Over the years, a surprising number of Illini football teams have come to Ohio Stadium on a wing and a prayer and had that prayer answered.

In the last 30 years, only Michigan (12) has more victories against the Buckeyes than Illinois (9).

When Illini fans gather to kick around the memorable upsets in Columbus, two games get chewed to a soft pulp.

The first of those happened on Oct. 8, 1994 when the Illini upended 17th-ranked Ohio State 24-10.

The real story, however, transpired earlier in the week when, on a teleconference with reporters, Illini linebacker Dana Howard “guaranteed” an Illini victory.

That’s not really what happened, but over time, as stories are refined, revised and treated to a great degree of poetic license, Howard’s “guarantee” has become a part of Illini lore.

When he learned of the “guarantee,” Lou Tepper, the even-tempered Illinois head coach at the time, became furious with Howard. Tepper made the tackling machine from East St. Louis run the stairs of Memorial Stadium even though Howard’s sin was merely promising that Illinois would come ready to play its very best.

By the time the game rolled around, Howard was ready show Ohio State that whatever was said, he was a force to be reckoned with.

Howard had an interception, two sacks and 14 tackles and the Illini seemed inspired by Howard’s willingness to back up words with action.

The second of those upsets in Columbus came 10 seasons ago. That’s when Juice Williams threw four touchdown passes and Illinois toppled No. 1 and unbeaten Ohio State 28-21.

That game was the high water mark of the Ron Zook coaching era and it was a call on fourth down that resonates 10 years later.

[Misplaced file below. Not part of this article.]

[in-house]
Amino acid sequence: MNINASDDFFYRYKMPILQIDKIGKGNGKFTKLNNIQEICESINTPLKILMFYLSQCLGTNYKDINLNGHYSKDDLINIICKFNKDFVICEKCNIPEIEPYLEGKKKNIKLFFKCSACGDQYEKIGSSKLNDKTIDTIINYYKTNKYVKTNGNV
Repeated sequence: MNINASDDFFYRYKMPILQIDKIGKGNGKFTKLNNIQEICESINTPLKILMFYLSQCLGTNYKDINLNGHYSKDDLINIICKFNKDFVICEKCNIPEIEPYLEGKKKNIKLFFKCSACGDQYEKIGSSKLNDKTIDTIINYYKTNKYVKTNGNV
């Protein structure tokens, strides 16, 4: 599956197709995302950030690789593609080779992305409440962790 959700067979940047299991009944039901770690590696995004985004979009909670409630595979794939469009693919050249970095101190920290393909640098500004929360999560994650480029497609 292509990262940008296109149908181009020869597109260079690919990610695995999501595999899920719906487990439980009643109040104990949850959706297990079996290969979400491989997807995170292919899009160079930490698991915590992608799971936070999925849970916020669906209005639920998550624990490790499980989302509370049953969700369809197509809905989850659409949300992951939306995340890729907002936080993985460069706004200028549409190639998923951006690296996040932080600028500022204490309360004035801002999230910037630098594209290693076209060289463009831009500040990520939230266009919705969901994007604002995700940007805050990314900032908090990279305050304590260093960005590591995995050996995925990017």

Illinois faced fourth down and inches at its own 34 with 6:53 to go, hanging onto a 28-21 lead.

But as the Illini prepared to punt, Ohio State coach Jim Tressel called timeout.

During the stoppage, Juice Williams pleaded with Zook to reconsider the punt call. Ohio State, he reasoned, might get the ball back and win the game.

“Don’t you think we can get an inch, coach?” Williams asked at the time.

What happened next is also blurred by time and interpretation.

Williams said Zook agreed to go for it but said the coach looked him in the eye and told him, “If you don’t get it, I’ll hurt you.”

Zook remembered it differently. When Williams promised he could pick up the first down on a quarterback sneak, Zook said he told him, “You’d better.”

Either way, Williams ran for the first down and Illinois never let the Buckeyes touch the ball again. Seven weeks later Illinois was playing in the Rose Bowl.

After the game, Tressel was asked about calling the timeout that allowed Zook to reconsider the punt.

“I’d like to have that one back,” Tressel said.

There’s only one reason to rehash history today. That’s because it’s too painful to revisit the history that happened Saturday.

Illinois found itself in one of the bigger Big Ten mismatches in recent memory, arriving as a 41-point underdog and beating the spread in a driving rain, losing 52-14.

All the magic of Dana Howard and Juice Williams could not have stopped what happened when a vastly undermanned Illini team ran into a talented, angry Ohio State team trying to send messages to the College Football Playoff committee. That message: Don’t forget about us.

It’s true, Illinois is young and in the first step of a major rebuild. And with both Cam Thomas and Jeff George Jr. injured, it was painful to watch Chayce Crouch back in there at quarterback. The lone bright spot came when fourth-string QB Cam Miller, a walkon, ran for a TD and celebrated like he’d just hit the lottery.

This season will end Saturday where it began on Sept. 2, back in Memorial Stadium where the Illini will take on a Northwestern team that has its own magic going on.

The Wildcats have won six in a row, three of those in overtime, and are also flexing their muscles for post-season consideration.

The days of magical Illini football upsets seemed a million miles away this weekend.

We miss you Dana Howard. We miss you Juice Williams.

Some might even add, we miss you Ron Zook.

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Executive Sports Editor

Executive Sports Editor for the Herald & Review

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